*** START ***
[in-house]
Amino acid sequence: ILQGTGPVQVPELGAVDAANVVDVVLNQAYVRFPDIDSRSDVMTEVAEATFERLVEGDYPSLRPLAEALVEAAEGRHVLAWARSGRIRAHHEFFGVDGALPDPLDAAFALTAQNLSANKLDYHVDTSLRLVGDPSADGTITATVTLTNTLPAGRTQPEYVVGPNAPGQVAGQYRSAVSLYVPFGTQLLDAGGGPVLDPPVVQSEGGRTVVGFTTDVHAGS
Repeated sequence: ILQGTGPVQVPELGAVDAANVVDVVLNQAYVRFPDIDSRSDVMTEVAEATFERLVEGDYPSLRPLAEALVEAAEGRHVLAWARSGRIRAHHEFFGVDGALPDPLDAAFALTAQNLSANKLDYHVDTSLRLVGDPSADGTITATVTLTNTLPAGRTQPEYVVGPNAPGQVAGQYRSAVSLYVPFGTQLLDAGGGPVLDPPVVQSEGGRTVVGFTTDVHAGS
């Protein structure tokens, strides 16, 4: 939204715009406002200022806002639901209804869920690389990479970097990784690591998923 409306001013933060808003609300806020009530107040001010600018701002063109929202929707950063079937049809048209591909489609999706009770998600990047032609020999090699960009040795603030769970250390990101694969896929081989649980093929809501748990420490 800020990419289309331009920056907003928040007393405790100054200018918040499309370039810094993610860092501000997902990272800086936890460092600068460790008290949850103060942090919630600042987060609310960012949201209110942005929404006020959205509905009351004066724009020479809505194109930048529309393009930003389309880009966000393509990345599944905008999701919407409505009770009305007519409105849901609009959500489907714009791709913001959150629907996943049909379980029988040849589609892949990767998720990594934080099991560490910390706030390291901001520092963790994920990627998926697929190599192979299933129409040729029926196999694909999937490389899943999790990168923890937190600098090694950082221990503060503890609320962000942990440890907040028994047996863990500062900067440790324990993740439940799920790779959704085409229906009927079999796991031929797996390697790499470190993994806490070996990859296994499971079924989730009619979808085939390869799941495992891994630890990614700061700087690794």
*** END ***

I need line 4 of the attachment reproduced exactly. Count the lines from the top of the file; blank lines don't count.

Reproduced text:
């Protein structure tokens, strides 16, 4: 939204715009406002200022806002639901209804869920690389990479970097990784690591998923 409306001013933060808003609300806020009530107040001010600018701002063109929202929707950063079937049809048209591909489609999706009770998600990047032609020999090699960009040795603030769970250390990101694969896929081989649980093929809501748990420490 800020990419289309331009920056907003928040007393405790100054200018918040499309370039810094993610860092501000997902990272800086936890460092600068460790008290949850103060942090919630600042987060609310960012949201209110942005929404006020959205509905009351004066724009020479809505194109930048529309393009930003389309880009966000393509990345599944905008999701919407409505009770009305007519409105849901609009959500489907714009791709913001959150629907996943049909379980029988040849589609892949990767998720990594934080099991560490910390706030390291901001520092963790994920990627998926697929190599192979299933129409040729029926196999694909999937490389899943999790990168923890937190600098090694950082221990503060503890609320962000942990440890907040028994047996863990500062900067440790324990993740439940799920790779959704085409229906009927079999796991031929797996390697790499470190993994806490070996990859296994499971079924989730009619979808085939390869799941495992891994630890990614700061700087690794």